Prime Minister David Cameron has written to Taoiseach Enda Kenny on the eve of the Irish election wishing him well.
In an unusual move just hours before the opening of polling stations, Mr Cameron sent a letter to Mr Kenny saying he was "profoundly grateful" for his support on the recent Brexit negotiations.
And he put a personal note at the end, reading "My very best wishes for tomorrow's election" before adding "Good luck!"
The timing is seen as unusual given Prime Ministers tend to steer clear of anything that could be construed as an endorsement of another politician during the course of an election campaign.
However, Mr Cameron credited the Fine Gael leader with "helping" him secure a successful outcome at last week's European Council meeting.
"It made a real difference, and I am profoundly grateful to you," he wrote.
Sources in the Government have said that Mr Cameron considers the Taoiseach one of his closest allies in Europe and would like to see him re-elected - although he could never state this outright.
"They have worked well together and it would be a case of starting from scratch if somebody else is elected," said the source.
In his letter, dated February 26 and signed "David", the Conservative leader said that he was "especially grateful for the patience and understanding" Mr Kenny showed during the talks and for his "readiness to be creative in exploring all possible solutions".
The Taoiseach has made several public speeches backing a vote for the UK to stay within the European Union.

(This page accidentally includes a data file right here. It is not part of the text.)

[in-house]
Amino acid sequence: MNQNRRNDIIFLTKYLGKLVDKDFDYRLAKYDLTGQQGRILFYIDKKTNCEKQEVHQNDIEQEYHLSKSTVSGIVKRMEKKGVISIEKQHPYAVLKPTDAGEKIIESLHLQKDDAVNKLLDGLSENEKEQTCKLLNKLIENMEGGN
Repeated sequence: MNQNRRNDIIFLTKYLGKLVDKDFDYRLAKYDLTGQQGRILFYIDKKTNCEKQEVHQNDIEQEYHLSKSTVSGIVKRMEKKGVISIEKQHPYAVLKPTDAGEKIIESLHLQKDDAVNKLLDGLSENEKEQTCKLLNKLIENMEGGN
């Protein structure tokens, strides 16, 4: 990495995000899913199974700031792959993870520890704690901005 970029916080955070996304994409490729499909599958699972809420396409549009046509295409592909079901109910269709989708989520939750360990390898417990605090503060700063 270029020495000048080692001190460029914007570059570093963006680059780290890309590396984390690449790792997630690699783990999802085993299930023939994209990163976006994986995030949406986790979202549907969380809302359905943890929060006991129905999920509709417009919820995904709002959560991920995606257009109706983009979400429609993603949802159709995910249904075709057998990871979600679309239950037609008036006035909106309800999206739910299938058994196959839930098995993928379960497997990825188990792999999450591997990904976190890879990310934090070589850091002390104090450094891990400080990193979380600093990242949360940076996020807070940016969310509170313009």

Last month Mr Cameron was perceived to have come close to publicly endorsing Mr Kenny during a joint Press conference when he said he looked forward to working with the Taoiseach "in the months and years ahead".
But yesterday's letter will be seen in political circles as even more significant.
There was controversy during the 2007 election when then Prime Minister Tony Blair invited Bertie Ahern to address Westminster mid-campaign.
The historic speech gave Mr Ahern an opportunity to focus attention on his work for the peace process at what was a very difficult time for his personal popularity.
Meanwhile, Mr Kenny and Tanaiste Joan Burton staged a Press conference yesterday to appeal to voters to re-elect the Fine Gael-Labour coalition.
Mr Kenny said he had worked with Ms Burton and her predecessor Eamon Gilmore "in the interests of the country and the interests of the people".
"I would like the opportunity to continue that in the time ahead," he added.
When the Tanaiste was asked whether she would consider working with Fianna Fail, Mr Kenny interjected: "You can't trust him. They talked before about temporary little arrangements with the PDs."
Source Irish Independent